Fig. 4 Mitochondrial VO2 rates (OCR) in the (A) liver and (B) heart of C57BL/6 mice fed either a control (C) or high-fat–high-sucrose (HFS) diet supplemented with 10 % wheat germ (WG). Mitochondrial OCR was measured in both liver and heart samples using the Seahorse XFe 96 extracellular flux analyzer (see the ‘Methods’ section). Values are means (n 5/group), with standard errors represented by vertical bars. Dietary treatments: C, C+10 % WG, HFS and HFS+10 % WG. P values for significant main effects are shown in each panel. , C; , C+WG; , HFS; , HFS+WG. a,b Differences between groups as determined by the post hoc testing, when the interaction HFS×WG was significant (P<0·05, two-way ANOVA).

Mitochondrial biogenesis and gene expression of innate antioxidants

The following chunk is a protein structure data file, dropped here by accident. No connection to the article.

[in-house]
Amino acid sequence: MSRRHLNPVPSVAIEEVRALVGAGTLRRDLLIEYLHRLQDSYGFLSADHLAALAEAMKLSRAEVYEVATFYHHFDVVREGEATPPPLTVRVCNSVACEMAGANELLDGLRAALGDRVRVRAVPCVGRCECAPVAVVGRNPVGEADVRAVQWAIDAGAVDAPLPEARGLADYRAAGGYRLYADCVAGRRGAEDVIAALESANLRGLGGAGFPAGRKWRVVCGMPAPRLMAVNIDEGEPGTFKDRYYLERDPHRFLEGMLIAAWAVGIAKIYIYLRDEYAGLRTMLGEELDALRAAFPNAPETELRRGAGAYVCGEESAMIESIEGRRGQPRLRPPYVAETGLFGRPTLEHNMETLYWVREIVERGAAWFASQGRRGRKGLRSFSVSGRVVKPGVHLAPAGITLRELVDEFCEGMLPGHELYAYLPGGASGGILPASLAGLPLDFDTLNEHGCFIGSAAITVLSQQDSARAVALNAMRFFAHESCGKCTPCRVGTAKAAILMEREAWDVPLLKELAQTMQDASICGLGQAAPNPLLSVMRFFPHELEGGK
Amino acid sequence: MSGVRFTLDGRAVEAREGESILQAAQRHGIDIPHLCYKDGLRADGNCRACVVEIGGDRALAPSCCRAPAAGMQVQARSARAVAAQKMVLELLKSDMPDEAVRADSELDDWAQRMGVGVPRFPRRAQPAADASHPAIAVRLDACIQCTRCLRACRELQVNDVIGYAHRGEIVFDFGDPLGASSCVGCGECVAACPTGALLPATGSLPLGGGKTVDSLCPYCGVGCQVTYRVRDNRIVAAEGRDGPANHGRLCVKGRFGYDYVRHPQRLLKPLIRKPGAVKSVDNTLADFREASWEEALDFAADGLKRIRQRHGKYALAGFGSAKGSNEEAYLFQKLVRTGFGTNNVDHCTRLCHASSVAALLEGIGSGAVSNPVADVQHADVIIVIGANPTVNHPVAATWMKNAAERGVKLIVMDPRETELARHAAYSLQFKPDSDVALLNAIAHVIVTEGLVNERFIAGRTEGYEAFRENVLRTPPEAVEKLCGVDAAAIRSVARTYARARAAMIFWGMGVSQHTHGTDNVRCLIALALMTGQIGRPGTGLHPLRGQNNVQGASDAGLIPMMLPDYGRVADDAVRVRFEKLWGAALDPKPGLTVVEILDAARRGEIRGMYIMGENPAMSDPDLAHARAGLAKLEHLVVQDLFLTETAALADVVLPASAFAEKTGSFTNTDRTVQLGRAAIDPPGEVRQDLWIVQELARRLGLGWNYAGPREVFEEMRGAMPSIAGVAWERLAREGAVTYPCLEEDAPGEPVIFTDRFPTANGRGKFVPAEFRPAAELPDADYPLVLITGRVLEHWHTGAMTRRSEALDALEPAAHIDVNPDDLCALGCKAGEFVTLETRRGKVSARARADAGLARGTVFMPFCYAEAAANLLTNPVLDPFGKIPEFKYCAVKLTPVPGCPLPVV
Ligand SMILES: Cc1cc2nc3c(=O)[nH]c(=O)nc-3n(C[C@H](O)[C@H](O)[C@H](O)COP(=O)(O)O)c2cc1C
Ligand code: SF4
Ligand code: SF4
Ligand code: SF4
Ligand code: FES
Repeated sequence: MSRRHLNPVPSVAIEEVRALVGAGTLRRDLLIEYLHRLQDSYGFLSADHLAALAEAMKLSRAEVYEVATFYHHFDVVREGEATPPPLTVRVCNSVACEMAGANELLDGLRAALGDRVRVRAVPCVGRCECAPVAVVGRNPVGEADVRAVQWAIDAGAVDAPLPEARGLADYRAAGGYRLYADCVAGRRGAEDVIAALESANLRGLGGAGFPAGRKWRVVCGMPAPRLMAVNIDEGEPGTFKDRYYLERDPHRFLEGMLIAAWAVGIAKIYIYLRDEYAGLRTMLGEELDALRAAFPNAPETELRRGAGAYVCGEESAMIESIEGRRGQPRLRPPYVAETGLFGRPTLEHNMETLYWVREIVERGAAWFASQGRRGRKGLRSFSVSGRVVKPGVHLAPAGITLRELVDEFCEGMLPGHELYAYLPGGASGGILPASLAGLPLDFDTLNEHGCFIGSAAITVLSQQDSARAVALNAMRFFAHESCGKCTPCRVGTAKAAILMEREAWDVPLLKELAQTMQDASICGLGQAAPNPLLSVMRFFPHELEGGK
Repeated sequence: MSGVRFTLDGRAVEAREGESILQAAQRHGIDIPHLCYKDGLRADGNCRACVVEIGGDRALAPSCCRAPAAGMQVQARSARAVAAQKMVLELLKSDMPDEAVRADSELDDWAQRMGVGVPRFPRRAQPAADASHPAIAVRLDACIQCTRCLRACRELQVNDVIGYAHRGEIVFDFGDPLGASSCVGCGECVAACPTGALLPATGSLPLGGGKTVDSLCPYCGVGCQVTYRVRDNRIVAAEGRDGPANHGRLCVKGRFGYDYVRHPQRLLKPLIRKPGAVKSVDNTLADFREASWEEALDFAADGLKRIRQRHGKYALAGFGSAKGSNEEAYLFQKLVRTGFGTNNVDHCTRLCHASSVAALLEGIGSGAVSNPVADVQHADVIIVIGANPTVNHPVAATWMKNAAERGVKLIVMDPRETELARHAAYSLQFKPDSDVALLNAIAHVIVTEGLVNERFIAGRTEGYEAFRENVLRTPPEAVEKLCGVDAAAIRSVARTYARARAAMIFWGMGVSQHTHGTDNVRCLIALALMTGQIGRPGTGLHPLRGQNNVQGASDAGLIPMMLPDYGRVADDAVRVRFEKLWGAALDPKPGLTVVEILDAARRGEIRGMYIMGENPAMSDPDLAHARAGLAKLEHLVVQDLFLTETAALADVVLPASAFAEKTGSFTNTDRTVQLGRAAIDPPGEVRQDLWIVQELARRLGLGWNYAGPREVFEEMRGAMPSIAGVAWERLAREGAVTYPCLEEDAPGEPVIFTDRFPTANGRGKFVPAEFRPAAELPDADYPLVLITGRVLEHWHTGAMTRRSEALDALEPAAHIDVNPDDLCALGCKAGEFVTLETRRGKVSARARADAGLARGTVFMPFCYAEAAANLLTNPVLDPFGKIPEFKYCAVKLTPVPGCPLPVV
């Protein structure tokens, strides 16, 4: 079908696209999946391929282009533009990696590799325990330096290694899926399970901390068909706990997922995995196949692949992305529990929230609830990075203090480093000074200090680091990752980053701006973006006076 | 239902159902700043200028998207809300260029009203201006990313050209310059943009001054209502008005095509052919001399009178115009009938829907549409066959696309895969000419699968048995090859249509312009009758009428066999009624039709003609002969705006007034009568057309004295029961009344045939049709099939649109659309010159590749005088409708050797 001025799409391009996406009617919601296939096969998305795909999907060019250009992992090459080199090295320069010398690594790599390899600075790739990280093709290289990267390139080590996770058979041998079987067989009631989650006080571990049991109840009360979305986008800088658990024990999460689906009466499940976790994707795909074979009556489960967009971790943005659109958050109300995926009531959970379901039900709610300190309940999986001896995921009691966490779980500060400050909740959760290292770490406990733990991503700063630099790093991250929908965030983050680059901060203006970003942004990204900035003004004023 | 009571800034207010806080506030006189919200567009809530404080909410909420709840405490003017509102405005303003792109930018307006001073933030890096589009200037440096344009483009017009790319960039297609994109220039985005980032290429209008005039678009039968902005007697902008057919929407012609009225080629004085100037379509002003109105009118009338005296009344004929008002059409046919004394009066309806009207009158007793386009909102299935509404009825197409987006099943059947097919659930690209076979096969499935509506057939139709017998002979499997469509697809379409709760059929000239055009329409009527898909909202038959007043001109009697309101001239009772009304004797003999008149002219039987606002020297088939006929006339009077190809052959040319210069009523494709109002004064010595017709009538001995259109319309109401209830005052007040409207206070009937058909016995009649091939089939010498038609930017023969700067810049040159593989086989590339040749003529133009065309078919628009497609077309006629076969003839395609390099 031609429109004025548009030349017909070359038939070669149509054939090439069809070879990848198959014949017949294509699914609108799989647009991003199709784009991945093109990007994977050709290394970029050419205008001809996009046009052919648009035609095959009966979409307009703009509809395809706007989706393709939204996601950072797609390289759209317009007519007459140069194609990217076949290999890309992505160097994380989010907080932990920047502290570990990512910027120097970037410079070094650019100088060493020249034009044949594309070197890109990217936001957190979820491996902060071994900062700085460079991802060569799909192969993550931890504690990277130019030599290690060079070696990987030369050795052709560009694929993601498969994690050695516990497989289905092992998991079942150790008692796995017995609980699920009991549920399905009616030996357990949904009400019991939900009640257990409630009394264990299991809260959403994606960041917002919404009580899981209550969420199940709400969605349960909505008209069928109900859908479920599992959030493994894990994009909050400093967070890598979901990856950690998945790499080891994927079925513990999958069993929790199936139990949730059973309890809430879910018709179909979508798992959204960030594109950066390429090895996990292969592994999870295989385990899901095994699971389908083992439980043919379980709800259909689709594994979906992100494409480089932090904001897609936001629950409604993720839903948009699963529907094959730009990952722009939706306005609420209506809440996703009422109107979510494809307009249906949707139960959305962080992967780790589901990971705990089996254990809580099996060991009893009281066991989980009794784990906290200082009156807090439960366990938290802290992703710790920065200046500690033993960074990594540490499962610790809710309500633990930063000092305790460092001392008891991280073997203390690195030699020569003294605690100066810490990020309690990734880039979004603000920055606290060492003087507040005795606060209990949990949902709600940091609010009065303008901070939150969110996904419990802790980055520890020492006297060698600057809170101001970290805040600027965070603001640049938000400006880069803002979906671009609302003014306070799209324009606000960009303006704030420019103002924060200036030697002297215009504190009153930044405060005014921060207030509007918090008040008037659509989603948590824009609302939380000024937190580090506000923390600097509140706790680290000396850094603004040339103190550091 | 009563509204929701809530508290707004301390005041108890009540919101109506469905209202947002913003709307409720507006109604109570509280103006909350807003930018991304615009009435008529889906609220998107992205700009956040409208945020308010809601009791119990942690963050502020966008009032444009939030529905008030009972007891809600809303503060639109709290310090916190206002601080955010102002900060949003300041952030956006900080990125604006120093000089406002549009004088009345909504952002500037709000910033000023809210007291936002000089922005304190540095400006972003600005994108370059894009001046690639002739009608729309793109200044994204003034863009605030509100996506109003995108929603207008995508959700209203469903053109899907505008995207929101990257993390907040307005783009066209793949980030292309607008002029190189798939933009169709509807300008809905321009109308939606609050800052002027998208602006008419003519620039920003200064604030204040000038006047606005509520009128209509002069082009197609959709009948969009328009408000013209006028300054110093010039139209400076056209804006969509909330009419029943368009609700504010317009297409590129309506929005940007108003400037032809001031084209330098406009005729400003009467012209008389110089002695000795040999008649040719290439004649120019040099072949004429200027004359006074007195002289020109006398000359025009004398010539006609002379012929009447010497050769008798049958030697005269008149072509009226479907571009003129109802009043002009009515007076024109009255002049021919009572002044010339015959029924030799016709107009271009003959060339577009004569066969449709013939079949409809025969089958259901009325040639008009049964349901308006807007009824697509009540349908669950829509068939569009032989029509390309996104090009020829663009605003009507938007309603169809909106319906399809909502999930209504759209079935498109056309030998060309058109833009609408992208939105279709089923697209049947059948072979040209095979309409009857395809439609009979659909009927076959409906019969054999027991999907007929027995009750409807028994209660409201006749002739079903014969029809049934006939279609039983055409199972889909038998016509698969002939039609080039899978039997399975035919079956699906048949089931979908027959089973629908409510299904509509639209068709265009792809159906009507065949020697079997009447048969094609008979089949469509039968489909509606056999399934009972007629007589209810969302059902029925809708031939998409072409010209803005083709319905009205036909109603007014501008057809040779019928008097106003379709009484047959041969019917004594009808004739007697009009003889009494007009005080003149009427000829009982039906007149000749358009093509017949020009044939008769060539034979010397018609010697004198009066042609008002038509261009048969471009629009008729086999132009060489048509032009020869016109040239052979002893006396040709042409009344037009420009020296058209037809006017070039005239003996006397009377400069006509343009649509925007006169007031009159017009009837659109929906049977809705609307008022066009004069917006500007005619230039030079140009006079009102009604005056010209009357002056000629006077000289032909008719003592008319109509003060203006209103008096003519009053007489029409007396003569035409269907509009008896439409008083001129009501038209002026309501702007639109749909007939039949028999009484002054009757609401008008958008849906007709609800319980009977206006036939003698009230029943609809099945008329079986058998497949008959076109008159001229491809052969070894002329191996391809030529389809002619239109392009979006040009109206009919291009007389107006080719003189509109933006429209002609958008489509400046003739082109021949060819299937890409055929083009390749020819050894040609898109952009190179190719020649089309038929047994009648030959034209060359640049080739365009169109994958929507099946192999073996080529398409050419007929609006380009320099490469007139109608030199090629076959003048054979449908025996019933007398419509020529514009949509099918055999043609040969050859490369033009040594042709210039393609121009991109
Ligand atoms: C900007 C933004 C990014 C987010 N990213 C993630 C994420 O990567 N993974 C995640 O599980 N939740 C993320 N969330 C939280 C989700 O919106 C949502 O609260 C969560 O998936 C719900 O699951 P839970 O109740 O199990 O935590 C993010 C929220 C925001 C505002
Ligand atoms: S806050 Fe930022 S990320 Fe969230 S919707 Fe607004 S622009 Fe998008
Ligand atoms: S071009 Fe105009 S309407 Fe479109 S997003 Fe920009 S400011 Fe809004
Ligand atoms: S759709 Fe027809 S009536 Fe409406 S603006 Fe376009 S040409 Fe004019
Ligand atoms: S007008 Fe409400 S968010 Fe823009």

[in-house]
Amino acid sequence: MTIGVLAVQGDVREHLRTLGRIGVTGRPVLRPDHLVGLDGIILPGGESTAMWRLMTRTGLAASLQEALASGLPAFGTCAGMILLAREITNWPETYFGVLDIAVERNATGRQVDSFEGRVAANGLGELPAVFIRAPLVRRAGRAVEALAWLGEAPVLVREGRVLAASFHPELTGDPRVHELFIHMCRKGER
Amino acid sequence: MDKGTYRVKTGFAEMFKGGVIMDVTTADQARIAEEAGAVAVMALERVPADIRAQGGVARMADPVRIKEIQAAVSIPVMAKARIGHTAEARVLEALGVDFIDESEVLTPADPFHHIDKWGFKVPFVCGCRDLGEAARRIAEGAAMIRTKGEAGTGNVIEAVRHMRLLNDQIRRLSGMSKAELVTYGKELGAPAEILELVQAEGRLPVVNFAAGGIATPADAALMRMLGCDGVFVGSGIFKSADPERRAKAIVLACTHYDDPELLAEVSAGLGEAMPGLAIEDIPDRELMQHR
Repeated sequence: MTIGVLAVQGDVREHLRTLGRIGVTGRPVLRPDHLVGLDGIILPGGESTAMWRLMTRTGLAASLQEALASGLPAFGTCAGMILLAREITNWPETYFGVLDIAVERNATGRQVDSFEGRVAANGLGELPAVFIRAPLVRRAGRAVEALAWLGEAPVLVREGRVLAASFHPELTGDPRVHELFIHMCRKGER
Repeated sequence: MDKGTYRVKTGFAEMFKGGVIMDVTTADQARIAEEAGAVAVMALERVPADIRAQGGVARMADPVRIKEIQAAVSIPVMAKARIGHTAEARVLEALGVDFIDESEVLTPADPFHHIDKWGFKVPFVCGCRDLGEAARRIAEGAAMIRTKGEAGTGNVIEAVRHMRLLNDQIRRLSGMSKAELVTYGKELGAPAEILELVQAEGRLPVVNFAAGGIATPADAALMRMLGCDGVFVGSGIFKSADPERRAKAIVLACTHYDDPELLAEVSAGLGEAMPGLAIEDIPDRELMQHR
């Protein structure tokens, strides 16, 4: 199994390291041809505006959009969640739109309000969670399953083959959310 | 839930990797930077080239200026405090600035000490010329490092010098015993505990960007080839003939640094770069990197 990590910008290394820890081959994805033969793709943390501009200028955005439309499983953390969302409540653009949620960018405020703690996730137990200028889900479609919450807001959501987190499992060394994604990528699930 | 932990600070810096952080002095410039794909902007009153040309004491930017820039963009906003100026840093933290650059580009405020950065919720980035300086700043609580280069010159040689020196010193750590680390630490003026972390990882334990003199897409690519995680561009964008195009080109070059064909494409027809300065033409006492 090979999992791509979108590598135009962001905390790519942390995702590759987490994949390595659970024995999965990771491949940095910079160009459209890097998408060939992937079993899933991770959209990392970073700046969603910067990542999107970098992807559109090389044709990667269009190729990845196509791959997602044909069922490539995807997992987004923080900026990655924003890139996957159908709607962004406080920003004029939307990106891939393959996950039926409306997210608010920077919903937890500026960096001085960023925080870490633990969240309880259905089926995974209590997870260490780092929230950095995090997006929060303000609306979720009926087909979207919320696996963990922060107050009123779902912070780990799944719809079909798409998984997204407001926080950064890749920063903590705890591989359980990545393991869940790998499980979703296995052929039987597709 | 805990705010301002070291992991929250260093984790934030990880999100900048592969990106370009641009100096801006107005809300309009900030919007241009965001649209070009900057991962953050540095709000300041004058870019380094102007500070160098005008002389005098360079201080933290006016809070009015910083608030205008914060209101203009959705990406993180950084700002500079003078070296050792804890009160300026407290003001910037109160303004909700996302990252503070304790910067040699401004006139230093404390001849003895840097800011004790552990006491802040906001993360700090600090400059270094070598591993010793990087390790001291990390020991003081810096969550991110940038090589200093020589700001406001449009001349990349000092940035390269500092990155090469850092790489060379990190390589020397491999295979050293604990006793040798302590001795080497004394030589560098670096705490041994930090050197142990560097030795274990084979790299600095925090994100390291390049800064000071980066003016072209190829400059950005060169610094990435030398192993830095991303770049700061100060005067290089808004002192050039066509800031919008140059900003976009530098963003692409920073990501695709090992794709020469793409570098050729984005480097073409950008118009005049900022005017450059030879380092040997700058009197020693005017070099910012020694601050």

Similar to the results of hepatic mitochondrial OCR, hepatic gene expression of mitochondrial biogenesis and antioxidants were not significantly affected by dietary treatments, with the exception of WG effects on hepatic Sod2 (Fig. 5(A)). A 38 % increase (P=0·048) in hepatic gene expression of Sod2 was observed with the addition of WG to both the C and HFS diets. In the heart, the HFS diet significantly suppressed the expression of Pgc1α by 49 % (P=0·0034) compared with control. WG decreased Pgc1α when added to the C diet, but increased in the HFS+WG group to the level of both the C and HFS groups (Fig. 5(B)). Pgc1β was not significantly modulated by the dietary treatments (Fig. 5(B)). Furthermore, expression of the mitochondrial isoform of the innate antioxidant gene, Sod2, was significantly lowered (−45 %; P=0·02) by HFS feeding compared with control (Fig. 5(B)). In contrast to the HFS group, HFS+WG diet showed a trend (P=0·11) to counteract the HFS-induced decrease in Sod2 expression (Fig. 5(B)). Finally, neither the cytoplasmic Sod1 nor the extracellular Sod3 was impacted by dietary treatments (Fig. 5(B)).